Richard Williams interviews the French philosopher, Bernard-Henri Lévy: The outcome of the Brexit vote, not surprisingly, upset him. “For me, all my life, England has been really an example, a model. In dark times, this country has so often had the good reflex. I never saw in my lifetime, and I don’t find in my memory, a circumstance in which this country has gone through such a disaster with open eyes and such a popular fervour, left and right united in the same dishonour, nobody wanting to take the responsibility of going out. This is incredible. What’s sad is that England has added a little chapter to the history of the shameful comedy of bad politics.”
The referendum, he says, should never have been called. “A referendum is really the last option. It should not be a regular form of government. There is a great mistake in taking the option of referendum for personal reasons, for domestic reasons, in order to improve a career and so on. And when the destiny of a country is at stake, the destiny of a continent, it’s such a risk to play that with a tiny majority.
“You ask the people for a reply to a question. But democracy is not only a reply to a question. Democracy is first to shape the question, number two to reply, and number three to adapt to the reply with some laws and decrees and so on. Democracy means all three: to raise, to reply and to apply. A referendum is only number two, without the raising of the question and the application. So, even in the most traditional terms of political philosophy, you cannot say that a referendum is the embodiment of democracy. Not: ‘Are you for Europe or not for Europe?’ A question in democratic terms is something more sophisticated. Which can be the product of the will of the people, but not like this” – he snaps his fingers – “on one Thursday.”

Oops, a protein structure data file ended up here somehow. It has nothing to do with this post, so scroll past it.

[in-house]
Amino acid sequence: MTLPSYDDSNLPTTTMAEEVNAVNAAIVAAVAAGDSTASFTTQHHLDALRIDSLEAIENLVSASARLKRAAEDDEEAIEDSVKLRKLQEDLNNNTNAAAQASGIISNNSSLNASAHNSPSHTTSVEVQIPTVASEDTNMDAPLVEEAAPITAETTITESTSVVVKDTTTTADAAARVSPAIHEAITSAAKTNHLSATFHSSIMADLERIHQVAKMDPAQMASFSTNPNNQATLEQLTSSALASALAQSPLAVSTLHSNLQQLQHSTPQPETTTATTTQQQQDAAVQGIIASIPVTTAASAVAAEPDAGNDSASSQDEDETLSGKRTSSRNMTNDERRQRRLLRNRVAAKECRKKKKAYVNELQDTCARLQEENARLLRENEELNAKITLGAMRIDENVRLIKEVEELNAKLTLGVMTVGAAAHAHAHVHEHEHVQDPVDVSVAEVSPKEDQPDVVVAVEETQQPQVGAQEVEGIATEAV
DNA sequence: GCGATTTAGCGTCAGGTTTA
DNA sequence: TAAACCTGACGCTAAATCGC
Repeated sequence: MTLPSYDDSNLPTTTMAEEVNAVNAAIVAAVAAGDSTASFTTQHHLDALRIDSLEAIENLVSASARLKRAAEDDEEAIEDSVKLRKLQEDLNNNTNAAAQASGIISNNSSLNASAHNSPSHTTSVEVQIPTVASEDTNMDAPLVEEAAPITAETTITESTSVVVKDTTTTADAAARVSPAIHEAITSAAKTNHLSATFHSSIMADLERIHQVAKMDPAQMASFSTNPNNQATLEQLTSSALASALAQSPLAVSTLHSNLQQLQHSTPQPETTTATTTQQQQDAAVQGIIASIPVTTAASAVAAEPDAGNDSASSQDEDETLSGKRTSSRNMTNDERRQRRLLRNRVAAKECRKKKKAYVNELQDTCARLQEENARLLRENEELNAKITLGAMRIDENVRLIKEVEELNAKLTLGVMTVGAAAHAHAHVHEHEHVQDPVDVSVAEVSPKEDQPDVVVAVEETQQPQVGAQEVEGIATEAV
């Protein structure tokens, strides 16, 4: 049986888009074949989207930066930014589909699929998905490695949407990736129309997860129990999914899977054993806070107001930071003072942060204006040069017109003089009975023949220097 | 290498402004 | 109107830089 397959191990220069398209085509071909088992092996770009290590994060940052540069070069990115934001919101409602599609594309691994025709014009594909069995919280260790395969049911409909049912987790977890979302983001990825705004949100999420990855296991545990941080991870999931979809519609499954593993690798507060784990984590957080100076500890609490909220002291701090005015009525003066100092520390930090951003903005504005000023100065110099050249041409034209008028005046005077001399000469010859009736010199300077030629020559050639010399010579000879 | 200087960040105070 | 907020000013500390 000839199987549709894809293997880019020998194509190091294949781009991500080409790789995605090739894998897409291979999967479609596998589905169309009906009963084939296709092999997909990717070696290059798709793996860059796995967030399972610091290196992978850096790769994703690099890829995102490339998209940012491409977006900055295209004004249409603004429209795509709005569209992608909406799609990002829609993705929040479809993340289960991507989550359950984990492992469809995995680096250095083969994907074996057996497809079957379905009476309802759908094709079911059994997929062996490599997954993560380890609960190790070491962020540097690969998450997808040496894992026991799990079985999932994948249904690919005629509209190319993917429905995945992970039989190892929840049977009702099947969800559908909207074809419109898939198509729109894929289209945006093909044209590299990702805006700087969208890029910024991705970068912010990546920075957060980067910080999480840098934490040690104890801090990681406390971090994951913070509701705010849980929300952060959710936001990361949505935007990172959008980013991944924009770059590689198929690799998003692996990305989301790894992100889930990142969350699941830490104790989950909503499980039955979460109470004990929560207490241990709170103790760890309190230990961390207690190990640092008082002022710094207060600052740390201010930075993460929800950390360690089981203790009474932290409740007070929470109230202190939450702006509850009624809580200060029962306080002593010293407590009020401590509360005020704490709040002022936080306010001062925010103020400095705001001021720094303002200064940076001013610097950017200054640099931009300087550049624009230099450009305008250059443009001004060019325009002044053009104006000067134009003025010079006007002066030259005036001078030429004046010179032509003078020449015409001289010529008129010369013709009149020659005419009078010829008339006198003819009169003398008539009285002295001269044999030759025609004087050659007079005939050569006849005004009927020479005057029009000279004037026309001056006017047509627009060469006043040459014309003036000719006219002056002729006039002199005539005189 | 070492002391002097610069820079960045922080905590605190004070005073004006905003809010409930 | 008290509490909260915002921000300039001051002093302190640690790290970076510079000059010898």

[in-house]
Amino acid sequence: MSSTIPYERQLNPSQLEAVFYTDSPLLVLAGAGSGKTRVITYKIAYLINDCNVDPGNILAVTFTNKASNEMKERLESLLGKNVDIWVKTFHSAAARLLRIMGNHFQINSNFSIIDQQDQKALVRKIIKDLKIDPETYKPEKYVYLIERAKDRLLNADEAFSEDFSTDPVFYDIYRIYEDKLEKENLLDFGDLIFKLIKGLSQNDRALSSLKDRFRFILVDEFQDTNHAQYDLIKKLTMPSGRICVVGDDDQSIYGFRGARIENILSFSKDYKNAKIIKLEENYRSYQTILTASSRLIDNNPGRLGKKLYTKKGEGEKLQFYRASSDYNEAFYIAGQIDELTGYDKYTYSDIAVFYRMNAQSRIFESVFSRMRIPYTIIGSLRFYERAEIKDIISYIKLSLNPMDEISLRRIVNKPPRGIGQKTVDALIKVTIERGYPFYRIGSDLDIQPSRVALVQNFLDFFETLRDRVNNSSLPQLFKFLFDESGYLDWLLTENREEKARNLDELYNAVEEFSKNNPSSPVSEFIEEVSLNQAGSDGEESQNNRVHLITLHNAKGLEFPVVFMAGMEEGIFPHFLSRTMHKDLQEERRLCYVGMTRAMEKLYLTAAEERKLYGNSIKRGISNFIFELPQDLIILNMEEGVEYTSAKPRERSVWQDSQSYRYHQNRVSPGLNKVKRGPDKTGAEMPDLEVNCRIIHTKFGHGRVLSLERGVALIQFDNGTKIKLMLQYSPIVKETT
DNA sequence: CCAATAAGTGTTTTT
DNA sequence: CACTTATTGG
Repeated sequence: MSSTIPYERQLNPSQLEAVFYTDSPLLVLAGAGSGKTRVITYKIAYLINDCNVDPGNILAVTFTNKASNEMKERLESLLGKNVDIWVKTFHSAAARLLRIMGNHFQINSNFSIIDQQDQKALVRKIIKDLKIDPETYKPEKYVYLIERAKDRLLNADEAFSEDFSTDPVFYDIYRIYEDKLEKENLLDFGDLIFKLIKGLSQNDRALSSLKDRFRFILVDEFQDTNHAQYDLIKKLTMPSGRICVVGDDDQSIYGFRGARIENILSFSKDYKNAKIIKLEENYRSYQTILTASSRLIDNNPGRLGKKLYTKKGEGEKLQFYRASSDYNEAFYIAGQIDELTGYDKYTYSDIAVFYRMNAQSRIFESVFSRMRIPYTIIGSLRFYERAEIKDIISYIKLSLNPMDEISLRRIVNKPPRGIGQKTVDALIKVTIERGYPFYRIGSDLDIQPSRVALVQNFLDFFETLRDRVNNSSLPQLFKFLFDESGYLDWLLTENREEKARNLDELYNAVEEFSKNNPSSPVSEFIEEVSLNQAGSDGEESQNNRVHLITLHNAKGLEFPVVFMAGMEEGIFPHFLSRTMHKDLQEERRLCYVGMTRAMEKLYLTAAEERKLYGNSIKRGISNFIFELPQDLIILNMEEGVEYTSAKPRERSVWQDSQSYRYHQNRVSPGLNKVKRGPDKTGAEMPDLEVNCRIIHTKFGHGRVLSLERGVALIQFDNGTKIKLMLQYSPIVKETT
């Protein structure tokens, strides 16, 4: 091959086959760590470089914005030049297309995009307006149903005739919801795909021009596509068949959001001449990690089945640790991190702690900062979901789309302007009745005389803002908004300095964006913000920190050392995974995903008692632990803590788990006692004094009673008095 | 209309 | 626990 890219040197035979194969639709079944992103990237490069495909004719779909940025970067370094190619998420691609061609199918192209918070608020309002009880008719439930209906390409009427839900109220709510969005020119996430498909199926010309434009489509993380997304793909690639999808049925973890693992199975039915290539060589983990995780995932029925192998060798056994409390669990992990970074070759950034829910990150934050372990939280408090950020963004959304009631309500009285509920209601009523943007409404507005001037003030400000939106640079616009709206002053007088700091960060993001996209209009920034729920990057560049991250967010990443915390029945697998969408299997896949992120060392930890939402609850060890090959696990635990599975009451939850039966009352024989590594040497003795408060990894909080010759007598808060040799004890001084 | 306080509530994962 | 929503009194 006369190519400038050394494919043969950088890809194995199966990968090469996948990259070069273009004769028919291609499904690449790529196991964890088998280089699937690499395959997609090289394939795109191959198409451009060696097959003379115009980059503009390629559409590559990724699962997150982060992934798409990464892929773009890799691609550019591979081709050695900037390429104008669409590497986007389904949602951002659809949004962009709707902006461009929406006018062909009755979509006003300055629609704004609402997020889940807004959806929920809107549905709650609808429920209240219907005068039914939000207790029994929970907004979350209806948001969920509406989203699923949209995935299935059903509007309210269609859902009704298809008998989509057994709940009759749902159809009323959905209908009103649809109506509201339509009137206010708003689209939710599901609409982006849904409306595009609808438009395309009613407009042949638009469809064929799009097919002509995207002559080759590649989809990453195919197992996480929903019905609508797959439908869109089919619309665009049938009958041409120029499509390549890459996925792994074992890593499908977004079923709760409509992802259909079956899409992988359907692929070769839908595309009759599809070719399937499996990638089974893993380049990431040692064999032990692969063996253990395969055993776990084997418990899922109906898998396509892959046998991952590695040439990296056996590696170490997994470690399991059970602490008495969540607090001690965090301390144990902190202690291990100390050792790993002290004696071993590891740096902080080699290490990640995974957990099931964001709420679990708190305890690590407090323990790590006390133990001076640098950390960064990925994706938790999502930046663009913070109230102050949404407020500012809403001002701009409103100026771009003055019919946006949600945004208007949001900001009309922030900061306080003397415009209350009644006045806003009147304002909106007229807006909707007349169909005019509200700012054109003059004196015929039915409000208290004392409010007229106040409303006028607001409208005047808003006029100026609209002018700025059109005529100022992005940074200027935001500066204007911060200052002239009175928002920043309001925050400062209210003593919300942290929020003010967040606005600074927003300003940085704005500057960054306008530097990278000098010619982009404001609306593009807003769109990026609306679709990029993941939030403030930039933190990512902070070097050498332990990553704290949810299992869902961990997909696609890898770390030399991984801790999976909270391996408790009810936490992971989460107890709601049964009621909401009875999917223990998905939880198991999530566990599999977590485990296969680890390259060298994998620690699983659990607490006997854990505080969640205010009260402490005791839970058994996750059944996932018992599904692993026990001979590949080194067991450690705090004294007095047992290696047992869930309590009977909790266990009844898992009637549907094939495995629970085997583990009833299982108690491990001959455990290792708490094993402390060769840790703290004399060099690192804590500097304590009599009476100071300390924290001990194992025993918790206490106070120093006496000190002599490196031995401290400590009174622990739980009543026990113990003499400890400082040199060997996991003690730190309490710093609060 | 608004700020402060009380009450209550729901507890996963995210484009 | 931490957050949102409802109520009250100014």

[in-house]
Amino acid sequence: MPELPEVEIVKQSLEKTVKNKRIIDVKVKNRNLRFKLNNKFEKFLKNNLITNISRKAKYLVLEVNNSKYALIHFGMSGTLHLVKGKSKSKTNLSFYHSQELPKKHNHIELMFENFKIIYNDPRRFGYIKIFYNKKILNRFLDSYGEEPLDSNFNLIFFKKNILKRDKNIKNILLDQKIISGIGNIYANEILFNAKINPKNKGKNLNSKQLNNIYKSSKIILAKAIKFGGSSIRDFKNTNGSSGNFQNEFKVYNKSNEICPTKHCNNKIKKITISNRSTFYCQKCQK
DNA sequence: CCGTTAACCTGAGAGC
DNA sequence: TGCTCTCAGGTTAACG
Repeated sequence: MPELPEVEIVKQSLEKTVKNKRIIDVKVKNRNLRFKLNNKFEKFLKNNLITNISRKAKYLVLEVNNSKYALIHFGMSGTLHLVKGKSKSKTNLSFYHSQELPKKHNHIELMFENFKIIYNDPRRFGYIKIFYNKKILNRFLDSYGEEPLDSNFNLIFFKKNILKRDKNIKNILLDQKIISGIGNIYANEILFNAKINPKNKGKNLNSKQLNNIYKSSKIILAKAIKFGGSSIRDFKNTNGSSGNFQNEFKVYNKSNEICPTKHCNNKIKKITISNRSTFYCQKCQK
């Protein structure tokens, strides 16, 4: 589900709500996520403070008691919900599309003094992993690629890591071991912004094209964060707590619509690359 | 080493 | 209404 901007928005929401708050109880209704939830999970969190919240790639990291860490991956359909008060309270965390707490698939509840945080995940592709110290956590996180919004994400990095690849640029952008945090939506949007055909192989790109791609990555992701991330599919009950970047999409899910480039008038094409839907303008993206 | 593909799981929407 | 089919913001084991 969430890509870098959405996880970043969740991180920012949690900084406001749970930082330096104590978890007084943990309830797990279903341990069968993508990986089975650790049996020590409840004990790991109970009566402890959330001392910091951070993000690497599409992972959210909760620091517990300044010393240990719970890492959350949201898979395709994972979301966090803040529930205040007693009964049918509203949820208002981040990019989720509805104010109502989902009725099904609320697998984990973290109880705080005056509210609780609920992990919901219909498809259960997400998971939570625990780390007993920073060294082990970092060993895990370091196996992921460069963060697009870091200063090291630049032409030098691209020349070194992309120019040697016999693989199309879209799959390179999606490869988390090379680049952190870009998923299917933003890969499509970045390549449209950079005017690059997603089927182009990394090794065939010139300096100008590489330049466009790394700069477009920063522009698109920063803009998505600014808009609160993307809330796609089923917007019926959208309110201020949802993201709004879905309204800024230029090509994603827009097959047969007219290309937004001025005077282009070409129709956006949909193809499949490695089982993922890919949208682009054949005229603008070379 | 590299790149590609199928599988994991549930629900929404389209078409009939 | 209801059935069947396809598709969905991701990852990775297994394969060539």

And will the consequence of the British withdrawal be to solidify Europe, or to atomise it? “I don’t know. First of all, it is atomising the United Kingdom. Mr Cameron, Mr Boris Johnson and Mr Farage made a big achievement – they took the risk of destroying a great 60-year-old institution, and the many-centuries-old political whole that is the United Kingdom. This is the situation. And Europe without the UK, without the British spirit, cannot be Europe. It will be a huge loss of being, a loss of substance.” [Continue reading…]